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Millions of people risk their lives trying to cross borders into other countries. Some are fleeing violence and persecution, others are looking for better economical opportunities or to be reunited with family members. But is a world without borders a good idea, if it is even feasible?

Positions

Arguments supporting this position

Details

openborders global apartheid equality

Context

Borders prevent the world's poorest people from accessing resources and opportunities that are available in richer countries. (1) This has led to people in poorer countries being forced to live with a lower minimum wage, greater passport restrictions, less social security and a poorer quality healthcare system than that which people in richer countries enjoy.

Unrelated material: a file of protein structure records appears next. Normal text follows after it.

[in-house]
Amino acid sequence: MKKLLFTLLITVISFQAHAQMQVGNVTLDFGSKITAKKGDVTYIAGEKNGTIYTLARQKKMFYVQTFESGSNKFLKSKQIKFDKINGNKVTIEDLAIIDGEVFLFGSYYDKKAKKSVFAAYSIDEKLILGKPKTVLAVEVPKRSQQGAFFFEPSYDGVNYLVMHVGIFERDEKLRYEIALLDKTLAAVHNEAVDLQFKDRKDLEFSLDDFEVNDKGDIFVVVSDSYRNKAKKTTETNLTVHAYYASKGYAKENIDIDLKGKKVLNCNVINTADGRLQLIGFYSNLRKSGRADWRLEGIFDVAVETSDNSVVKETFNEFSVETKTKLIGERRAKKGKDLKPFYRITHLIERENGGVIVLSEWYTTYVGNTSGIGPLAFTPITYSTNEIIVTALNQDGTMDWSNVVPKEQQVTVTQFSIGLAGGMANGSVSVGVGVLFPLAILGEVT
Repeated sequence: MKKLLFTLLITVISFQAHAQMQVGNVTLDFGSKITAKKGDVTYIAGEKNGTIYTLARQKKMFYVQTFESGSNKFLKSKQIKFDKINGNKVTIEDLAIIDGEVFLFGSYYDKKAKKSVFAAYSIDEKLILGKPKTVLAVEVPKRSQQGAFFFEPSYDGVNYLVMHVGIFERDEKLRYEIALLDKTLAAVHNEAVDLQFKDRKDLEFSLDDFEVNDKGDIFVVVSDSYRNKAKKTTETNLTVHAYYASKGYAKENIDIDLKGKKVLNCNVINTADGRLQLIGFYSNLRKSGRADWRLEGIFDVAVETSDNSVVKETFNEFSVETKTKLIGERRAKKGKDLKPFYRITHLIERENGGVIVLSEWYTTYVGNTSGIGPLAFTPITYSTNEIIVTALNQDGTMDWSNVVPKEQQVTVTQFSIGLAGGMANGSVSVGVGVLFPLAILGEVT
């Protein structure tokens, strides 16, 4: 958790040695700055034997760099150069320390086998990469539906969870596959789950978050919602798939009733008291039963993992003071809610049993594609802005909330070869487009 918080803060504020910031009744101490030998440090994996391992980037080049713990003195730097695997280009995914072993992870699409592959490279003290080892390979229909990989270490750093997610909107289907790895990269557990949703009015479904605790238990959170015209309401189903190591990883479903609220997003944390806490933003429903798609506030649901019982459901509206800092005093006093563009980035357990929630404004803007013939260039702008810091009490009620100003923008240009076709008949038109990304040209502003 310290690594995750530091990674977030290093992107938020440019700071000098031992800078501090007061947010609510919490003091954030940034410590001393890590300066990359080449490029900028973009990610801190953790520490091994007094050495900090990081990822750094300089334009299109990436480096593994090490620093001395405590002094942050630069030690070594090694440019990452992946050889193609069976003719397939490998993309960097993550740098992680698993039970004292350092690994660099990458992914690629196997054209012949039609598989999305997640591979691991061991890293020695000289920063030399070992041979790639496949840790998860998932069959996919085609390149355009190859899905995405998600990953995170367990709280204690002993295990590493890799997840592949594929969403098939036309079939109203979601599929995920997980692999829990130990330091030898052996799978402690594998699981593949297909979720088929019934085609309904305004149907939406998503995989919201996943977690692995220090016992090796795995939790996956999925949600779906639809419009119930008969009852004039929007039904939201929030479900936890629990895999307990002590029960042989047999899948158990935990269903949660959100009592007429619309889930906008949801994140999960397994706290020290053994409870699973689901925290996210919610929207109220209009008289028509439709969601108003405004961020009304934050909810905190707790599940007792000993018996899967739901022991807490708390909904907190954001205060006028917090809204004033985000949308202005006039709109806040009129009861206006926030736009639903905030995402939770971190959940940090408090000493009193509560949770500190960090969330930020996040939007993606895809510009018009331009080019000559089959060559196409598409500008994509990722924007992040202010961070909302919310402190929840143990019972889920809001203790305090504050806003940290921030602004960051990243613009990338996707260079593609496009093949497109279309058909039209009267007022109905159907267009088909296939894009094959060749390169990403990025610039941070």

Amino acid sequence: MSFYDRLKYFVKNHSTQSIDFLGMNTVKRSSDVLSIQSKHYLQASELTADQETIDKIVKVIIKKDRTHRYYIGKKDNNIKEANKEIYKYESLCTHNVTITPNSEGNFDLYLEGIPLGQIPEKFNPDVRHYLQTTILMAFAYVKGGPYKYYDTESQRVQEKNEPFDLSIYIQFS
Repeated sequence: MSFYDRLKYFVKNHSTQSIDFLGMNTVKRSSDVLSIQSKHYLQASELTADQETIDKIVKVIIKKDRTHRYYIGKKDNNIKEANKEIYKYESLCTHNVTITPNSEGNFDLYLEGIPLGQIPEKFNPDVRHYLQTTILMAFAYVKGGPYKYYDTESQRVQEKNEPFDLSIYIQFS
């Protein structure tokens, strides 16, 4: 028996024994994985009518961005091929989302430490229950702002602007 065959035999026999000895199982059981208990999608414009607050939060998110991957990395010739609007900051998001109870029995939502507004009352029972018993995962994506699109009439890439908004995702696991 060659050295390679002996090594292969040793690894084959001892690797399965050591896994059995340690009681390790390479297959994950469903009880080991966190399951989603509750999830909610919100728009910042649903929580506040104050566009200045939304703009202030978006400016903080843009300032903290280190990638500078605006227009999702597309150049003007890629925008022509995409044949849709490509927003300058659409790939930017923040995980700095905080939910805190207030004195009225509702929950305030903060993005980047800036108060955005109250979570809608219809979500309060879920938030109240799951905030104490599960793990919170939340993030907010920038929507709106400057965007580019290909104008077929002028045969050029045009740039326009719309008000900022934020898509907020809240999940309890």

The Argument

There is large discrimination in the world based on place of birth/origin. This is enabling the rich to preserve their wealth and keep the poor oppressed. Immigration restrictions are similar to apartheid and Jim Crow laws, but with the criterion of discrimination being place of birth/origin rather than race (2). In this way, country borders have become a form of global apartheid.

Counter arguments

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Premises

1. Borders act to preserve the priveledges of the wealthy at the expense of the poor across the global population. 2. Preserving the priveldges of the wealthy at the expense of the poor is a form of global apartheid. 3. Borders enable a form of global apartheid.

Rejecting the premises

The premise is based on a logical fallacy. Preserving wealth does not inherently oppress the poor. This is a false dichotomy.

References

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Proponents

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This page was last edited on Sunday, 7 Apr 2019 at 18:59 UTC